Roanne Thomas



Canada Research Chair in Creative Practices and Well-being

Tier 2 - 2011-07-01
Renewed: 2016-07-01
University of Ottawa
Health

613-562-5800, ext./poste 8645
roanne.thomas@uottawa.ca

Research involves


Using creative practices to understand and improve marginalized groups’ experiences with the health care system.

Research relevance


This research will show that creative practices, such as visual arts and reflective writing, can improve peoples’ health and well-being, particularly those who are chronically ill.

A “Creative” Approach to Health Care for Marginalized Populations


Canadians’ experiences with the health care system can vary based on numerous factors—one of which is whether or not they belong to a marginalized group. What is the impact of social inequality on illness? How might new methods and creative practices change how we provide care—and as a result, how people experience the health care system?

As Canada Research Chair in Creative Practices and Well-being, Dr. Roanne Thomas is trying to answer these questions. She and her research team are working with those who are both marginalized and living with chronic illnesses, such as cancer. They are studying the social and emotional impact of illness as well as the factors that influence people’s likelihood of surviving cancer.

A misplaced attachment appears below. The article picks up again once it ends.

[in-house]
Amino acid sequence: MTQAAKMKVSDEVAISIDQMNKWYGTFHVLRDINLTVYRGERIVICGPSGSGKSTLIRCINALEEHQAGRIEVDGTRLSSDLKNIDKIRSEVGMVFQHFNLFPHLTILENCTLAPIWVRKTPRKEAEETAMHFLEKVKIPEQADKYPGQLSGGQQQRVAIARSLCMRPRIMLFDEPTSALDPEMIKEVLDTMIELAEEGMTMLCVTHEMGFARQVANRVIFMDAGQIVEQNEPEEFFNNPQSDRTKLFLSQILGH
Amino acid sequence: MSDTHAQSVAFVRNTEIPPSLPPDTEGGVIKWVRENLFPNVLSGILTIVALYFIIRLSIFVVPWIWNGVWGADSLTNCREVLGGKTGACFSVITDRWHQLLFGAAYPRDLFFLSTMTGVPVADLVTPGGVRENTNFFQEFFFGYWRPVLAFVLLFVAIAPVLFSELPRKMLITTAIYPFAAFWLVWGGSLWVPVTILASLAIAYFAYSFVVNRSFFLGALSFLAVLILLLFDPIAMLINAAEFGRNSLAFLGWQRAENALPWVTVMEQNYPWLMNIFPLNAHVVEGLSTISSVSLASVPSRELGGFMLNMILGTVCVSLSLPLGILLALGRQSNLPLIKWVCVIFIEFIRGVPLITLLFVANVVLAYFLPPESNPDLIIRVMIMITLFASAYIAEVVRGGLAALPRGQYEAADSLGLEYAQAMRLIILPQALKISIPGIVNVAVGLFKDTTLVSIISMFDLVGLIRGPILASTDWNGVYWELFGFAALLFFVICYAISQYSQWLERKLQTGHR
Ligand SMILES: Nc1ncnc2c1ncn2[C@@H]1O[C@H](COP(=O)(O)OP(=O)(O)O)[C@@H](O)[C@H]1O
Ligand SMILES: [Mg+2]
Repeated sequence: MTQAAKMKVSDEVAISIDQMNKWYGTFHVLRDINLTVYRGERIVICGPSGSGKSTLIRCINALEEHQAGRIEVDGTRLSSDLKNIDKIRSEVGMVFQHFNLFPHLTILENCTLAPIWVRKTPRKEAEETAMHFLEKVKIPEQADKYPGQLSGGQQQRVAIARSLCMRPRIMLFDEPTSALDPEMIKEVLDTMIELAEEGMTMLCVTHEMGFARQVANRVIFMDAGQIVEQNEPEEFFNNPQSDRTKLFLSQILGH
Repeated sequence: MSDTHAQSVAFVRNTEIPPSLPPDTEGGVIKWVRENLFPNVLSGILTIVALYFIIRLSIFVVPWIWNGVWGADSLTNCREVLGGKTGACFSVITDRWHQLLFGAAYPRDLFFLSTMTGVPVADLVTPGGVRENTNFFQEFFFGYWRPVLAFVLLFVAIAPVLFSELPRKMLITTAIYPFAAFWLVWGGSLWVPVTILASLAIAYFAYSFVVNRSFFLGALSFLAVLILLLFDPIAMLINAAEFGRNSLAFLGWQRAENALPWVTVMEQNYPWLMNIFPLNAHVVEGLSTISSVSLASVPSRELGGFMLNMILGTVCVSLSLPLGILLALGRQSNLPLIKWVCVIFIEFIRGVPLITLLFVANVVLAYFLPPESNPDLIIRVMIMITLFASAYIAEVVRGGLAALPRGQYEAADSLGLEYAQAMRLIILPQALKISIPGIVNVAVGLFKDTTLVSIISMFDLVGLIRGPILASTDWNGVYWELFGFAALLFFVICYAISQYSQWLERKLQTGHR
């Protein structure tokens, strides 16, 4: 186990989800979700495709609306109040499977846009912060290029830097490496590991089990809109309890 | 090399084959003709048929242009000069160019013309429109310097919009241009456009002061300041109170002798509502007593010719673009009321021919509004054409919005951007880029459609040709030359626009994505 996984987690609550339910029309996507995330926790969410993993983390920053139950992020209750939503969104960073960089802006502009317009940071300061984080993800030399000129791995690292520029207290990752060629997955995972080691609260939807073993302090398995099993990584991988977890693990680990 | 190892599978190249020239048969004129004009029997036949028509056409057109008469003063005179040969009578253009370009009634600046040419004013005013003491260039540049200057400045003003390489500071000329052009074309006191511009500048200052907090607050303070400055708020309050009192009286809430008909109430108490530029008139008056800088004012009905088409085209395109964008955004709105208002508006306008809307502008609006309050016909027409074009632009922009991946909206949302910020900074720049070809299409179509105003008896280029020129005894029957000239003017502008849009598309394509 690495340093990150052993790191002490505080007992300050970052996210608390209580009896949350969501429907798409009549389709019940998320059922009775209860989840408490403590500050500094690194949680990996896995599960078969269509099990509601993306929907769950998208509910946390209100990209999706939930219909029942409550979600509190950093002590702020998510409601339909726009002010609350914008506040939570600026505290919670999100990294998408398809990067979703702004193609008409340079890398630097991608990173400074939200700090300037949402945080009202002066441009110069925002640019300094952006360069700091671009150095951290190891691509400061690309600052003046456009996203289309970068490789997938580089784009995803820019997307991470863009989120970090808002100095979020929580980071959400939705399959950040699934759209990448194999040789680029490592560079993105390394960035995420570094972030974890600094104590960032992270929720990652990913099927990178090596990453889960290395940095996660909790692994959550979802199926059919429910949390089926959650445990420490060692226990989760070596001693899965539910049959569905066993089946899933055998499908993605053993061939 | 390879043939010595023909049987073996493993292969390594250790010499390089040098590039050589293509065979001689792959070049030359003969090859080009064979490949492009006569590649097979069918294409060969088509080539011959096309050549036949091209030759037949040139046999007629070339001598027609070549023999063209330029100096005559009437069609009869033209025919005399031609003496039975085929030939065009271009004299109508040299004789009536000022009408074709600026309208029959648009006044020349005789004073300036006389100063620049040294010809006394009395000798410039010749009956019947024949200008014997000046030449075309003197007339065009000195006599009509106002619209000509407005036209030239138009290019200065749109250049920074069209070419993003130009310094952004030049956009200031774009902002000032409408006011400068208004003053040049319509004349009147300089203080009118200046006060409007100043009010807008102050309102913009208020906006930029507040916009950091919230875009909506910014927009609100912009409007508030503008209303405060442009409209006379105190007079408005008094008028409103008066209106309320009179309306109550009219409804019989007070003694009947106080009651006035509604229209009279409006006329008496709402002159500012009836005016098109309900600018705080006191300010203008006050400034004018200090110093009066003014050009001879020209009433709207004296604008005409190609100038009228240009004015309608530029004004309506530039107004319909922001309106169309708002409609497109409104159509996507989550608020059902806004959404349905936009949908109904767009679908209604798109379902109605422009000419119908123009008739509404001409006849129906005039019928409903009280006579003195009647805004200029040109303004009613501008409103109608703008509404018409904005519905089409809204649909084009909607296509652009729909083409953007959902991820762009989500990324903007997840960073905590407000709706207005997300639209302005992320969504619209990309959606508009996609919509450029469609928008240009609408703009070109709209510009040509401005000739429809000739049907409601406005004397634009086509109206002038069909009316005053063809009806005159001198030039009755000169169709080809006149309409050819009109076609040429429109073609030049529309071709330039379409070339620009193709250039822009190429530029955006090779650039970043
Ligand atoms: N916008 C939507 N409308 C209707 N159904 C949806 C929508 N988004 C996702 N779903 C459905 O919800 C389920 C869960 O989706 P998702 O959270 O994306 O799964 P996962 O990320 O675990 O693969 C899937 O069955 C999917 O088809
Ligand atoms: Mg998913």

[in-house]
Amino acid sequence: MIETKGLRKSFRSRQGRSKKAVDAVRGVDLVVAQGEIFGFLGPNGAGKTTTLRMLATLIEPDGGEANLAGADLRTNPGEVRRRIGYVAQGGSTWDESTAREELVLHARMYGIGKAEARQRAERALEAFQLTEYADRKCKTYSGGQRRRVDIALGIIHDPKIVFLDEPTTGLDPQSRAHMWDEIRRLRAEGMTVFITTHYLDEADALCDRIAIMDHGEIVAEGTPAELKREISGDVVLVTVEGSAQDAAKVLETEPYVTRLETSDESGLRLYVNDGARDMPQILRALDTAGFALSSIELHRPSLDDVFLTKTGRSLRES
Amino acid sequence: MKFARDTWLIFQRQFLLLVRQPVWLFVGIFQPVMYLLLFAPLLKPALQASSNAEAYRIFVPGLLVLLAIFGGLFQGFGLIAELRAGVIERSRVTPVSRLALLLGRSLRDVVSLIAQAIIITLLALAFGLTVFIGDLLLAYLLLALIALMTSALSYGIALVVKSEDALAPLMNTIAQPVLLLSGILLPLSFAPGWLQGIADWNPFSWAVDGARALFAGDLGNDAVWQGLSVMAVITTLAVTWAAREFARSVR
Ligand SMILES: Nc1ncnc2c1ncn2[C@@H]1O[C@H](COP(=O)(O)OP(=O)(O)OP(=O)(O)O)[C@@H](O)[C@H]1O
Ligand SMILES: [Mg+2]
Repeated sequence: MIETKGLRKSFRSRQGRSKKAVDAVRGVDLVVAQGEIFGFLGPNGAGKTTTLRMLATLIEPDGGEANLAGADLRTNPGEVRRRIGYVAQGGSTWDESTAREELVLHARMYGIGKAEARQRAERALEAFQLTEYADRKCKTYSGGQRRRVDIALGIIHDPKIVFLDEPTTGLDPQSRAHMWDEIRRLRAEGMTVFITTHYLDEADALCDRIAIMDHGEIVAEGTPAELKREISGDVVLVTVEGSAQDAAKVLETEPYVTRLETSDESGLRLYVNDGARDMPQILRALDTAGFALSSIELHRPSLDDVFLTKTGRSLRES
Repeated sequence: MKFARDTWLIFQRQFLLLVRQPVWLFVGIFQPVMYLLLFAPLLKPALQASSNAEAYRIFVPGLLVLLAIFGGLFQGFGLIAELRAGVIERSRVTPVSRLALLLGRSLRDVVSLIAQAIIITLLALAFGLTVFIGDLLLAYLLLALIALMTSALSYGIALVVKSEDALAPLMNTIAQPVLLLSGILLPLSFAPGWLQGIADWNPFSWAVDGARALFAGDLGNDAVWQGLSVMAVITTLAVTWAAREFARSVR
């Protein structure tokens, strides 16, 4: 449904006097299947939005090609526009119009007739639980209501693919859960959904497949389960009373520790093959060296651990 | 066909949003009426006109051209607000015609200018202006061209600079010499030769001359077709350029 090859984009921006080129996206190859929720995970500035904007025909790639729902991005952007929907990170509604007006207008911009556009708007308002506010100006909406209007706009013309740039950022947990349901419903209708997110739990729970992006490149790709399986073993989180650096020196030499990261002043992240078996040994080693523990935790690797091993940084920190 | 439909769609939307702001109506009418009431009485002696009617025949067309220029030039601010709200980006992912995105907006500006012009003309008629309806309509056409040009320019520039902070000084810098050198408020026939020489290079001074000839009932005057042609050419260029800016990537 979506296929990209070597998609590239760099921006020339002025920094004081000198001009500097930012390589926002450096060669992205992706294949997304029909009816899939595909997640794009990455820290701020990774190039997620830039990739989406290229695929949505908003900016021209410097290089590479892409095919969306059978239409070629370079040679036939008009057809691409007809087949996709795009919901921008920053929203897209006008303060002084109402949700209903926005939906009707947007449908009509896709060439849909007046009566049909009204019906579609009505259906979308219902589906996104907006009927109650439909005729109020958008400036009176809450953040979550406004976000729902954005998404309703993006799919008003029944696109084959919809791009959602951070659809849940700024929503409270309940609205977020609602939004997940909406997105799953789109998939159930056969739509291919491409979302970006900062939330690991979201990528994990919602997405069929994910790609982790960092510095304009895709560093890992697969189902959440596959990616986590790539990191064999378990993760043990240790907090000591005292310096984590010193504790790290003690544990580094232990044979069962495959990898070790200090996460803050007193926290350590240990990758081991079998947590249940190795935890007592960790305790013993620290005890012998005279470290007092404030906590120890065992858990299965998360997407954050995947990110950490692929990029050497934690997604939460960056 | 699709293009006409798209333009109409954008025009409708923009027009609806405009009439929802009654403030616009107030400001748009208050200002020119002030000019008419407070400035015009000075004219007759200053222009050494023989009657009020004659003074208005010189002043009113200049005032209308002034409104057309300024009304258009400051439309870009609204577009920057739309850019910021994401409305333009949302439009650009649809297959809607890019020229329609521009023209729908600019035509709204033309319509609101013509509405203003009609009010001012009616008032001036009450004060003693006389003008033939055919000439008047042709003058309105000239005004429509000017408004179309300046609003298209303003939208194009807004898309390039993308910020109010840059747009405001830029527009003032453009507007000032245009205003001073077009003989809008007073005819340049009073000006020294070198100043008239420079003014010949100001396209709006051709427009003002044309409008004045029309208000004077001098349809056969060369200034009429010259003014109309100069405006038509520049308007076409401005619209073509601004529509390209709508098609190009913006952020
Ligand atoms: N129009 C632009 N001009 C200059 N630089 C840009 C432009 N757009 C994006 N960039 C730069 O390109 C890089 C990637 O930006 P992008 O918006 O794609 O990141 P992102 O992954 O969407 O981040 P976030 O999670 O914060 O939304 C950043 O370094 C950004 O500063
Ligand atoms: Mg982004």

Thomas and her research team are using new research methods and creative practices to understand and improve the experiences that marginalized Canadians have with our health care system. Using innovative tools such as photovoice (which allows people to tell their stories using digital cameras) and other visual arts, such as collage, she and her team are helping people share their perspectives on health care. They are also hoping to improve participants’ overall sense of well-being through the use of these creative methods.

Thomas and her team are sharing their findings with other researchers through new methods, such as video and theatre. They hope their findings can change how we provide care to marginalized populations with chronic illnesses and disabilities, and ultimately, improve their experiences with the health care system.